Top Democrats on Capitol Hill have promised to legislate against the U.S. Supreme Court's decision Wednesday that a medical device company cannot be sued under state law if a device that has undergone the U.S. Food and Drug Administration's premarket approval process causes an injury.
New Orleans homeowners whose insurance companies refused to pay for damage caused by levee breaches during Hurricane Katrina won't have their cases reviewed by the U.S. Supreme Court, though a Louisiana state court will take up the matter next week.
The blows keep on coming for Bayer AG, with the full study on the pharmaceutical giant's blood-clotting drug Trasylol lending more weight to preliminary conclusions that the medication leads to kidney failure and an increased chance of death.
A pair of U.S. congressmen is looking for answers from the chief executive of Baxter International, hoping to get to the bottom of the growing controversy surrounding the blood-thinning drug heparin that has recently been tied to four deaths and hundreds of adverse reactions.
Residents who live near the site of BP Plc's Texas City, Texas, refinery say their health has declined since the 2005 blast that killed 15 employees and injured more than 170, according to a new study from the University of Texas.
A man who lost his leg in the 2003 Staten Island Ferry crash is reportedly set to receive a $6.5 million settlement to compensate him for his personal injury claims, marking New York City's latest payout to those who were harmed in the accident.
A Pennsylvania state judge has given his blessing to eight miners seeking to press forward with their case against PBS Coals, more than five years after the group became temporarily trapped underground when a mineshaft run by the company flooded.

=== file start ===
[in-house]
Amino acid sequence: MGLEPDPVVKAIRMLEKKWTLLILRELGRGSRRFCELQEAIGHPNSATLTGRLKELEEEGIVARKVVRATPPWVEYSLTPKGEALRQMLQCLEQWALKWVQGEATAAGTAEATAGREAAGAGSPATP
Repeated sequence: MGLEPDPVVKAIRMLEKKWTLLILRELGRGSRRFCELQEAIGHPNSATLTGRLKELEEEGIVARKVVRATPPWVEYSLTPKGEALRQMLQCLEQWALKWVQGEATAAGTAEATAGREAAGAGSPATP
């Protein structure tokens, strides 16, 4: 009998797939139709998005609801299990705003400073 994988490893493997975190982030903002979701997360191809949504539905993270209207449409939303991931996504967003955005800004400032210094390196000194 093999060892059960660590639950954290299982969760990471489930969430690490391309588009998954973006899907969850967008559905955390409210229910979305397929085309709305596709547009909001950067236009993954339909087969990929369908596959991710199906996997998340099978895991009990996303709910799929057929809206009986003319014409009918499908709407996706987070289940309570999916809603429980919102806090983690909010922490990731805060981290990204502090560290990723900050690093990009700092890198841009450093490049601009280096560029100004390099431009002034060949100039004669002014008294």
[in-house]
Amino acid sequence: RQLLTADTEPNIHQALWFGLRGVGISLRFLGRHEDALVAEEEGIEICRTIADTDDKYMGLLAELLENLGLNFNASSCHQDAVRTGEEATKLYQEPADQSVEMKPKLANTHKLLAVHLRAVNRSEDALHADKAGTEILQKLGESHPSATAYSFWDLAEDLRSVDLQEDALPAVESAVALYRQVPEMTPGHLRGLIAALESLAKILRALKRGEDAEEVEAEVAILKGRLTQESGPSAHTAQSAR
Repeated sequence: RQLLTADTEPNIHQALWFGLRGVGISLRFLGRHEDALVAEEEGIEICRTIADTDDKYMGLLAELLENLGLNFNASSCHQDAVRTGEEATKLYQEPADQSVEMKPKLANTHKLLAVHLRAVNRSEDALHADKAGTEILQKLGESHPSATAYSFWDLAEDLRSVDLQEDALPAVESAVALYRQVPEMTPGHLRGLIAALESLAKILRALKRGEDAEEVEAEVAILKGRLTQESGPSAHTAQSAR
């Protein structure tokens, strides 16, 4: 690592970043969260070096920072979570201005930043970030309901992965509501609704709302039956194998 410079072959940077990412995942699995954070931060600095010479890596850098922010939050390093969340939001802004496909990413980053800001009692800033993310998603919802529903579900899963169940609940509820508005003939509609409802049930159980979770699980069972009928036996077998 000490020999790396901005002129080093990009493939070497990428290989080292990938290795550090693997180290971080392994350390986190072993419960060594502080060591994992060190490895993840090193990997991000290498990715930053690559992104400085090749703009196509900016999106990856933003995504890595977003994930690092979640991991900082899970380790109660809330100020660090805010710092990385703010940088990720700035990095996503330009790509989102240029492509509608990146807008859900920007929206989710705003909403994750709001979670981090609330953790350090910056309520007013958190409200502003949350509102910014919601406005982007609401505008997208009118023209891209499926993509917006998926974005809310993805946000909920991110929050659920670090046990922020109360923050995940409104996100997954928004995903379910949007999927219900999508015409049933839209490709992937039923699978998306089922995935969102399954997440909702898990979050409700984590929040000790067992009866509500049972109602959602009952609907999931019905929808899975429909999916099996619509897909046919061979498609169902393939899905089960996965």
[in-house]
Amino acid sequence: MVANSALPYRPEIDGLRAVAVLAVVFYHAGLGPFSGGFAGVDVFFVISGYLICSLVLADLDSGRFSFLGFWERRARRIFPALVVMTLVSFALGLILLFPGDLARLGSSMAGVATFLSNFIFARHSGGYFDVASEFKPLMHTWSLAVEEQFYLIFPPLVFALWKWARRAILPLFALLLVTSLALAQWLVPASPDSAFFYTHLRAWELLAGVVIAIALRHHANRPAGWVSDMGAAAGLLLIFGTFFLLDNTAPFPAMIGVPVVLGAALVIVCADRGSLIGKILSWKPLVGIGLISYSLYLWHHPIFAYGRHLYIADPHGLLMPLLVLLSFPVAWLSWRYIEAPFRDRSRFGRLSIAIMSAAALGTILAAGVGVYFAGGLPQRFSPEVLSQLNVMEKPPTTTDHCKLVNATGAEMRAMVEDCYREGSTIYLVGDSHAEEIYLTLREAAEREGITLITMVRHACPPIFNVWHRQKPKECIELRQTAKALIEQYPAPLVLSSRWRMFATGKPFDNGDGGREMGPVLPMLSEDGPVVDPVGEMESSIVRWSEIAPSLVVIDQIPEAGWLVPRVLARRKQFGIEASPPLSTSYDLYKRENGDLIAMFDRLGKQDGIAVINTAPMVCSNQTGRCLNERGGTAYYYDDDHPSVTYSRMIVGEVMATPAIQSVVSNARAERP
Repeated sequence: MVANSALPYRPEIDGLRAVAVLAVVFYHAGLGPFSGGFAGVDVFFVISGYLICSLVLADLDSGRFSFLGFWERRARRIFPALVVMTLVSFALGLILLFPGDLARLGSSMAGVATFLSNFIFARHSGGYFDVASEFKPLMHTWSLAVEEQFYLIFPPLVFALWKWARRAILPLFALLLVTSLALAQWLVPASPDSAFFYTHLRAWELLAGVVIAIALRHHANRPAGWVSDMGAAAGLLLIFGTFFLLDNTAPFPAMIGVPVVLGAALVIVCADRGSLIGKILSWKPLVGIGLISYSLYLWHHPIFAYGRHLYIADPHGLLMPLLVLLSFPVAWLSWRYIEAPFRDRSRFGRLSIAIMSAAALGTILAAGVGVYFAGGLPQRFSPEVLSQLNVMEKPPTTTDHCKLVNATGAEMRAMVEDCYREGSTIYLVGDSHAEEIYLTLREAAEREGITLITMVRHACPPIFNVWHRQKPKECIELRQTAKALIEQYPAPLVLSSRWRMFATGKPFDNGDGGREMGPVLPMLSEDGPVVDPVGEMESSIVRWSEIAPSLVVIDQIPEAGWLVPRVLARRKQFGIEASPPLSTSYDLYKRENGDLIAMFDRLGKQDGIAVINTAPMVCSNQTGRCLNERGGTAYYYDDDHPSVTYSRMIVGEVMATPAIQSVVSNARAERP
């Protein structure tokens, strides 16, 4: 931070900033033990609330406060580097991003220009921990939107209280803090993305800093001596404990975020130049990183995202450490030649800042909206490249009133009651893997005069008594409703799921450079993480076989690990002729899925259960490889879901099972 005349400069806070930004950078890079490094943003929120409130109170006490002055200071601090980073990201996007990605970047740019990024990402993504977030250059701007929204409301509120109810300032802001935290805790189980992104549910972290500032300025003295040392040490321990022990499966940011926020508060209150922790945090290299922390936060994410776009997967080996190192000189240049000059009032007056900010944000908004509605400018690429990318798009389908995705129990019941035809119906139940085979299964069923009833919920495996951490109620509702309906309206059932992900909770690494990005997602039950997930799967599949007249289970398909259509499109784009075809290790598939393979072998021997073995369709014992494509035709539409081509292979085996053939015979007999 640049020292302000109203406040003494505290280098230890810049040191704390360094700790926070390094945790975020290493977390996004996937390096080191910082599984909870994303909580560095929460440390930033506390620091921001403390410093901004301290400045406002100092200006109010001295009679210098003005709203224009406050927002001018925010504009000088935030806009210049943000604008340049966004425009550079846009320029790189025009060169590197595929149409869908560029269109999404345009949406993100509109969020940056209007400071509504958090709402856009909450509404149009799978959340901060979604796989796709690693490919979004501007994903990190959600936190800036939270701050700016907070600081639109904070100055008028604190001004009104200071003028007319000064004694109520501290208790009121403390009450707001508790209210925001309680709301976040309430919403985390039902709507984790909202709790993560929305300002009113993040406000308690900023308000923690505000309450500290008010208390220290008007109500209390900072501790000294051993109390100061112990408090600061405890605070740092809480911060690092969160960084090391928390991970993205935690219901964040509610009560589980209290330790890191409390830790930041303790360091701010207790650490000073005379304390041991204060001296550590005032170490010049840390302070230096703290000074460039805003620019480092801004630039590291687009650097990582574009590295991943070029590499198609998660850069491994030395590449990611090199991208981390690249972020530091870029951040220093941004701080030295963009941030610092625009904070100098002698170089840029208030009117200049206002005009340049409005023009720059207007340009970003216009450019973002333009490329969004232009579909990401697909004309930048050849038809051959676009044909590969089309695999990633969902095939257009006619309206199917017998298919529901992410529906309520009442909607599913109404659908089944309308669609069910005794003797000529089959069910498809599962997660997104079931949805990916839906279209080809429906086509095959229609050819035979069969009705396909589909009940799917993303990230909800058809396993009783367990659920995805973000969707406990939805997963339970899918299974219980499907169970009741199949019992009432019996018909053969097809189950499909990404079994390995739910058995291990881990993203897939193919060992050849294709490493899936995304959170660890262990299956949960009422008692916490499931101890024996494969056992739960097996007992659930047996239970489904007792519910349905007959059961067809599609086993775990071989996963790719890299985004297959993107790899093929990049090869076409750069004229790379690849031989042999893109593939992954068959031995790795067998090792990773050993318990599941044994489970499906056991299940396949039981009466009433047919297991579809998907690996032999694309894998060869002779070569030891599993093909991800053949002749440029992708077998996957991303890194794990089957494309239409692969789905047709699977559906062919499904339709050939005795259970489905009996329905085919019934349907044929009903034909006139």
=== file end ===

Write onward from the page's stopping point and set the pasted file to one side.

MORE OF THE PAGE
A judge has refused to reconsider her order calling for the full disclosure of compensation paid to authors of medical studies cited by expert witnesses in the bellwether multidistrict welding fume trials.
Federal investigators are reportedly taking a hard look at former U.S. Senate Majority Leader Trent Lott in an attempt to determine whether he played a role in the bribery scandal currently engulfing his brother-in-law, famed tort lawyer Richard “Dickie” Scruggs.
A Nevada state judge has slashed a $134 million verdict awarded to three breast cancer sufferers in a trial over Wyeth Pharmaceuticals Inc.'s controversial hormone replacement pills because of concerns that the jury was influenced by “passion and prejudice.”
A bankruptcy judge has approved Congoleum Corp.'s disclosure statement, setting the stage for possible approval of the flooring company's reorganization plan later this year.
Sharper Image, the high-end home-gadgetry store and catalog retailer, has filed for bankruptcy protection and intends to shut down 90 of its stores as part of a restructuring agreement. A major factor in the company's crisis was a slew of class actions alleging that its signature product, the Ionic Breeze air purifier, did more harm than good.
Outraged by the court's decision to let eight employees off the hook on manslaughter charges, a French prosecutor has reportedly decided to appeal the ruling in a case involving a shipyard accident on the gangway of luxury ocean liner Queen Mary 2 that killed 16 people and injured more than two dozen others.
Sears Holdings Corp. has opted to settle a class action over stoves that allegedly have a tendency to tip over by agreeing to implement safety brackets on the disputed appliances found in millions of homes.
In a big win for the medical device industry, the U.S. Supreme Court ruled 8-1 Wednesday that a company cannot be sued under state law if a device that has undergone the U.S. Food and Drug Administration's premarket approval process causes an injury.
A Mississippi federal judge has reportedly refused to dismiss claims that famed tort lawyer Richard “Dickie” Scruggs and two of his colleagues tried to bribe a state judge to get a bigger slice of a Hurricane Katrina lawsuit settlement.
The Canadian subsidiary of Merck & Co. Inc. will appeal a decision by the Saskatchewan Court of Queen's Bench to certify class proceedings in a Vioxx lawsuit, according to a statement on the Merck Frosst Canada Ltd. Web site Wednesday.
Arguing that a current incarnation of bankrupt insulation-maker ACandS Inc.'s reorganization plan would allow asbestos plaintiffs to play with the tort system, creditor Owens-Illinois Inc. on Tuesday asked the court to reject the plan as currently written.
CBS Corp. will pay $31.35 million toward the cleanup of six Superfund sites in and around Bloomington, Ind., bringing to a close the decades-long dispute over hazardous polychlorinated biphenyl contamination for which a CBS predecessor company was allegedly liable.
Victims of the 2005 explosion at BP PLC's Texas City, Texas, refinery are pushing to increase the oil giant’s current $50 million agreement with the U.S. Department of Justice, arguing that the fine should fall in the range of $400 million to $3.2 billion.